In just 12 months, Emma Checker has debuted for the Lady Reds, the Australian U-17 women’s team and been rewarded with a place in the Westfield Matildas squad – not bad for a 16-year-old.
In just 12 months of football Adelaide United defender Emma Checker has debuted for the Lady Reds, received her first cap with the Australian U-17 women’s team and been rewarded with a place in the Matildas squad – not bad for a 16-year-old.
Even before making her first appearance for the Lady Reds in October last year on the opening day of the 2011/12 Westfield W-League season, Checker had already featured at international level three weeks prior when she represented the U-17 side in a series of friendlies against New Zealand.
Following the three-match tour in Auckland, Checker was recalled in November to help her nation secure qualification for the FIFA U-17 Women’s World Cup.
Australia failed to qualify but Checker’s stocks continued to soar and within just over three months time she found herself training alongside Matildas Sarah Walsh, Heather Garriock and Melissa Barbieri.
The fullback was invited to join the Matildas at a training camp in Wollongong in March of this year followed by another held a month later at the Australian Institute of Sport in Canberra.
The invitation came as a surprise to Checker, who returned home from her Year 11 studies at Immanuel College in Adelaide to discover the news.
“I got home from school and mum told me what had happened, and it just really hit me … it was a big shock and I didn’t even believe it to start with,” Checker recalled.
“The camps were amazing and I don’t even think words can describe how good it all was.
“I was so privileged to experience something like that.”
What came next for Checker was even more astounding, when she was named in a 23-player Matildas squad to take on New Zealand in a friendly match on June 24 at Win Stadium, Wollongong.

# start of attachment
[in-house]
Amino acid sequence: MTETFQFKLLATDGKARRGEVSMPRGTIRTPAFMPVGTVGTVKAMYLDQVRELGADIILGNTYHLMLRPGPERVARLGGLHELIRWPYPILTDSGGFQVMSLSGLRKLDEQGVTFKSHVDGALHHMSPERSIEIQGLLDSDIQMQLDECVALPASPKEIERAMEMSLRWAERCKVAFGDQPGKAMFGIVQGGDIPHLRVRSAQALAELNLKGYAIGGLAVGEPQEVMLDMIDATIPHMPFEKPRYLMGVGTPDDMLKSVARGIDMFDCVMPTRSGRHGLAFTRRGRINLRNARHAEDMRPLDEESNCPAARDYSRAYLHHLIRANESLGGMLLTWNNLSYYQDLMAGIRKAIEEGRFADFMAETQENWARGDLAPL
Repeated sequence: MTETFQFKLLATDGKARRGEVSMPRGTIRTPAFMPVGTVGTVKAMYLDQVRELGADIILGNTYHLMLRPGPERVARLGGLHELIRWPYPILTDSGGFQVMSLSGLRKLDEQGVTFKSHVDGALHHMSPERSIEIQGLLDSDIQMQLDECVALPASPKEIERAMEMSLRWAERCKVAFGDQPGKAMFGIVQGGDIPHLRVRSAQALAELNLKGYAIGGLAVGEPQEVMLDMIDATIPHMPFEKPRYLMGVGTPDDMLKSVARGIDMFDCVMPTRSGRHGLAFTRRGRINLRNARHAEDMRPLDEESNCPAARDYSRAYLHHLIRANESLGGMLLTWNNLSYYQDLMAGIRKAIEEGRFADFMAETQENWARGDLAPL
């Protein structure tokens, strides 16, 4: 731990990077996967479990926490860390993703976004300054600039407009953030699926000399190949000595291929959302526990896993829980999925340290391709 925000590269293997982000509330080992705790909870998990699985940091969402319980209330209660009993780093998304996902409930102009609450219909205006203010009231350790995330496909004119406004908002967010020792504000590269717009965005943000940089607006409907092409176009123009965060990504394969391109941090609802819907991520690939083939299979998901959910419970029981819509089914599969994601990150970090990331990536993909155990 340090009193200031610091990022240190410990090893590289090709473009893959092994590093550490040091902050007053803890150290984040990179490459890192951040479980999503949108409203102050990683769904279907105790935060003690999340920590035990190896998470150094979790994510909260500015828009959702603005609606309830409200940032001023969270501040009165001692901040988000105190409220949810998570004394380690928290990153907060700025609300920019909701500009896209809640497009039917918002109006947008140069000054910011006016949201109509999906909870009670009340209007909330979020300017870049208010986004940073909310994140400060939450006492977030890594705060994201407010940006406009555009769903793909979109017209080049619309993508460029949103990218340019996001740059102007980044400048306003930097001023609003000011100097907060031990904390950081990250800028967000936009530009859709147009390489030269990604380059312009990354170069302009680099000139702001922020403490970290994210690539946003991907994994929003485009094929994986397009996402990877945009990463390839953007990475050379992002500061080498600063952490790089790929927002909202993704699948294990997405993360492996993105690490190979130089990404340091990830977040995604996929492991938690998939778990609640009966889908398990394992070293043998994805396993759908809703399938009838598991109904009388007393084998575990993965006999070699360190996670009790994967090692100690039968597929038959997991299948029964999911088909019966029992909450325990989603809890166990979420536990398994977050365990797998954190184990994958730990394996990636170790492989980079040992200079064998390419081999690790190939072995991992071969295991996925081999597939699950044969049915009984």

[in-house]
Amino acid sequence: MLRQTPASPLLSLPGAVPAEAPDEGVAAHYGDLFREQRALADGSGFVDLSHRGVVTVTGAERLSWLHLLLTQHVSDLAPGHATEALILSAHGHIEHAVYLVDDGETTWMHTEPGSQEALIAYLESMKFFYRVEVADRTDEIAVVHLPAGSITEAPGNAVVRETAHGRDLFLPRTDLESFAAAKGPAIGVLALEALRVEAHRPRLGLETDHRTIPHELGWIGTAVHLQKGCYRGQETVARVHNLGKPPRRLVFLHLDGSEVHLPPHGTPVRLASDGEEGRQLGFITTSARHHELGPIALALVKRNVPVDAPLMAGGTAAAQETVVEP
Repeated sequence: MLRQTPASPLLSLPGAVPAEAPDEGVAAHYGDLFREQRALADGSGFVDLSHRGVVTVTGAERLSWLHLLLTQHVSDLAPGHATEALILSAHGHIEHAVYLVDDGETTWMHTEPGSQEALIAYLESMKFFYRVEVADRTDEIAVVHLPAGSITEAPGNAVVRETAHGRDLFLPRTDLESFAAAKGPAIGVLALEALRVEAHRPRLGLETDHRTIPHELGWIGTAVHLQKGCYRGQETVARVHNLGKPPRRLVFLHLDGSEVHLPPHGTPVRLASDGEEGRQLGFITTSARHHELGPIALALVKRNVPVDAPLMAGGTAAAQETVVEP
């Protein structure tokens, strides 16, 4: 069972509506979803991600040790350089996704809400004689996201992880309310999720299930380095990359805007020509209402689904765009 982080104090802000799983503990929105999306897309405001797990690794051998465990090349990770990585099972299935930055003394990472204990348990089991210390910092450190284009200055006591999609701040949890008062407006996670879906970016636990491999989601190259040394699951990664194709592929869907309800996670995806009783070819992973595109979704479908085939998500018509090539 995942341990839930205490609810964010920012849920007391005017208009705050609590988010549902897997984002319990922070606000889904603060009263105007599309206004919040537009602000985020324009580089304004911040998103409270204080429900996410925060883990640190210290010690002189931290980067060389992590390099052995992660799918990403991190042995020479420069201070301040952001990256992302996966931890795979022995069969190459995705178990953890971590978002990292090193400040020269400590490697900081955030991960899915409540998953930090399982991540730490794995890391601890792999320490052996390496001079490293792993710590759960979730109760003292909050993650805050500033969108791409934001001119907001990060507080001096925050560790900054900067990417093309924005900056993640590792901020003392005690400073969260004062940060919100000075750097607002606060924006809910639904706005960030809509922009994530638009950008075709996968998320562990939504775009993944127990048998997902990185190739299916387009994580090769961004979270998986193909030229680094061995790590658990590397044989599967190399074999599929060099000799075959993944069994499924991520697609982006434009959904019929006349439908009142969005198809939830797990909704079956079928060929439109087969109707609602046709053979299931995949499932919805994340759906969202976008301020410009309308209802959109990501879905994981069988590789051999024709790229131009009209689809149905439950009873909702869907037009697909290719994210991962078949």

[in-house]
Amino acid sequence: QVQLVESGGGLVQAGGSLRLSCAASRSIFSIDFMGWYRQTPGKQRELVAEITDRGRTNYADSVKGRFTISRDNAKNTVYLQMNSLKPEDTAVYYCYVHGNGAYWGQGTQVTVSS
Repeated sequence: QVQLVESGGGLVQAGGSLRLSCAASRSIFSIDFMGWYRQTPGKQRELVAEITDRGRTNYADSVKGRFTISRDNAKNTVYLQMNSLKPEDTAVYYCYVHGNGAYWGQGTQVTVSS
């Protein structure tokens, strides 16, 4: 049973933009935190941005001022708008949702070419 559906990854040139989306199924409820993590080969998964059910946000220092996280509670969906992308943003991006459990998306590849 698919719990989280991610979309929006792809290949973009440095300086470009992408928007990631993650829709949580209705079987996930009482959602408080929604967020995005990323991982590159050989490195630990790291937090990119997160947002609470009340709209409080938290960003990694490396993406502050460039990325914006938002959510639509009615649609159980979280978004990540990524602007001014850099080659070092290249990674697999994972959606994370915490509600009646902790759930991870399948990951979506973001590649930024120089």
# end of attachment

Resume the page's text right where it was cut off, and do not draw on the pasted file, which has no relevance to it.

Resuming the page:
Although Checker was an unused substitute, the talented right-back was not disappointed, preferring to revel in the experience and enjoy a chance to sit on the bench alongside some of the country’s elite female footballers.
“Training with them was one thing but getting to actually sit on the bench, watch them play and take in the skills and things they do on the pitch was a really good experience,” Checker beamed.
“Listening to how they communicate was also something that has really helped me a lot.”
The 16-year-old knows she has more to prove before she can take the field on the senior international stage, but is confident the wisdom and knowledge the veteran Matildas shared will hold her in good stead ahead of her first appearance at full international level.
“I was actually pretty glad I got to sit on the bench because I don’t think I was ready to go on and play at that level,” Checker said.
“I have a lot to work on before I deserve to be put out on the pitch representing the country.
“I believe I’ve worked hard enough to train with them but I still think I have more to do before that happens.
“I have to prove my place – it’s not something that just gets handed to you.”